Q&A with Michelle Dickens from the Tenant Profile Network.
So it's important to note that the Consumer Protection Act applies where the person is a natural person or the tenant has a turnover or asset value below the threshold which is set at R2 million.
If the tenant is a juristic person and the landlord is a juristic person, section 14 doesn't apply, so the tenant may not cancel the lease early.
So going back to when does the tenant have the right to cancel the lease on 20 business days, a residential person, a natural person, can cancel the lease early by giving 20 business days notice at any time during the month. The landlord, though, has a right to charge a reasonable penalty in terms of that early cancellation.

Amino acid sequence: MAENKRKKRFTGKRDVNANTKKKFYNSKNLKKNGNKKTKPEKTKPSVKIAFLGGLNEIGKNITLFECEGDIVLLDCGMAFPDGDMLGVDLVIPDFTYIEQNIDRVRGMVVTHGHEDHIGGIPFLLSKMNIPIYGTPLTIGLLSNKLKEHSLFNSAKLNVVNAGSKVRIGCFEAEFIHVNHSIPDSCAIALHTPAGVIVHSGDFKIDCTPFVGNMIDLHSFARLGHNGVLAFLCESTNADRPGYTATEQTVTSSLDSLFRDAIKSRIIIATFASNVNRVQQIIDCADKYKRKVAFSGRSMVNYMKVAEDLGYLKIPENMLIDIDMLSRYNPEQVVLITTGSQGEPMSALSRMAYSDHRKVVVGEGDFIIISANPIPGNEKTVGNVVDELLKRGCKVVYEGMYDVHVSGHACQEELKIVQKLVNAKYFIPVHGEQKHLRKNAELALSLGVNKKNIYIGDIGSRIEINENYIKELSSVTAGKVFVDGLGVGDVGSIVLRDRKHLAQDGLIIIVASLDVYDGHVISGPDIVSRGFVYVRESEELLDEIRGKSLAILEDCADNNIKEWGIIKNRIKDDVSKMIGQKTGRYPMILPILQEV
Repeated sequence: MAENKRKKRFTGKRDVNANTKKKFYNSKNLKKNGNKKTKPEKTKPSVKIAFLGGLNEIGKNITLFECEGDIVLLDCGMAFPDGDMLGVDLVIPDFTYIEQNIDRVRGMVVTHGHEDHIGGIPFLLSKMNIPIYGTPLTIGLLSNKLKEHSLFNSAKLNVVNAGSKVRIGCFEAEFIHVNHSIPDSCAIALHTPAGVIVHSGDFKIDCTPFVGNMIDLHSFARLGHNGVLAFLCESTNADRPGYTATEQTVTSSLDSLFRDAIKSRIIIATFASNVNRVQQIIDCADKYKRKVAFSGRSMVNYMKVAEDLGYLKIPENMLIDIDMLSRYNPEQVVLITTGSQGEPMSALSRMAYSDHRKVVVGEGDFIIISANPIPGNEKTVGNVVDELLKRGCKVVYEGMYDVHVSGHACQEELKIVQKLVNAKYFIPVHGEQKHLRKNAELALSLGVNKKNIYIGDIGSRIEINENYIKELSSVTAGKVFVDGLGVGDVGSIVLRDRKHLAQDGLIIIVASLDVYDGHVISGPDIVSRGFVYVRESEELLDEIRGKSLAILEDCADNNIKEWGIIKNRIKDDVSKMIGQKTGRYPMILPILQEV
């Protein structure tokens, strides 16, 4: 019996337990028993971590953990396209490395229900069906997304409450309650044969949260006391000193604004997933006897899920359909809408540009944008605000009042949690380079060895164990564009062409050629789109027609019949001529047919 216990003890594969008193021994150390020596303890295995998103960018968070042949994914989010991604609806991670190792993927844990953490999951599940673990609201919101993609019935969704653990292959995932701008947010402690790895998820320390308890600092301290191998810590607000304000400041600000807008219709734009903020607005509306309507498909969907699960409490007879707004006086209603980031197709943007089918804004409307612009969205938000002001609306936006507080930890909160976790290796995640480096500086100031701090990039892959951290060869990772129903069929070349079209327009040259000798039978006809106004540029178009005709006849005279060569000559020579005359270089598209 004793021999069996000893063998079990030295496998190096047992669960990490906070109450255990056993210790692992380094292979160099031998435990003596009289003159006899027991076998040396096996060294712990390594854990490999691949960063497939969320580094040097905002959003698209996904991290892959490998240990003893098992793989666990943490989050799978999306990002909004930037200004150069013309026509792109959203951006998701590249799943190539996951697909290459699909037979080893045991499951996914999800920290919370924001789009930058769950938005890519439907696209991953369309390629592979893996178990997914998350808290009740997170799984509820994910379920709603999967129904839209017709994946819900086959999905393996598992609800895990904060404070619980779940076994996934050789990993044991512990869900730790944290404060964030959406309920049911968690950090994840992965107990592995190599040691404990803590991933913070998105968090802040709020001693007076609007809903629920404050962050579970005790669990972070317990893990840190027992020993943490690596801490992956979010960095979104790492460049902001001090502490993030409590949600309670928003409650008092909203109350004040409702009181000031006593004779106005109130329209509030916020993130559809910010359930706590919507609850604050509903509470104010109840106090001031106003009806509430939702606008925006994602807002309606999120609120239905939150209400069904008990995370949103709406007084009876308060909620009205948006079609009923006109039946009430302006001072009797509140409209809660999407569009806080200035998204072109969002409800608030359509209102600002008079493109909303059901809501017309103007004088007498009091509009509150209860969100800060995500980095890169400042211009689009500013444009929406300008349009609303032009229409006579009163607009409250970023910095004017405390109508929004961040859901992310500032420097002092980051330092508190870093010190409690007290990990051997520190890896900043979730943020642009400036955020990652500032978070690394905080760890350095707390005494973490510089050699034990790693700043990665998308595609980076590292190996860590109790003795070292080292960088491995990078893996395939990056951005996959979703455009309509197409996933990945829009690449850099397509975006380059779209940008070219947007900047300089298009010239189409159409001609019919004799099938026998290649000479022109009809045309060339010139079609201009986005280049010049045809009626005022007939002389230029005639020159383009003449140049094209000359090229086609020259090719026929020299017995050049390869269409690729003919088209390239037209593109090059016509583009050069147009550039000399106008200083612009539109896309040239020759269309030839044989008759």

The things that the landlord would take into account in terms of calculating that reasonable cancellation penalty is, what length of the lease still remains in place? Was there a loss of rental income as a result of that early cancellation? Did the landlord suffer damage in terms of commission that he paid the rental agent to secure that tenant for a 12 month period and the tenant now leaves after 2 months?
It would have to be an actual damage that the landlord or the estate agent suffered for that early cancellation penalty.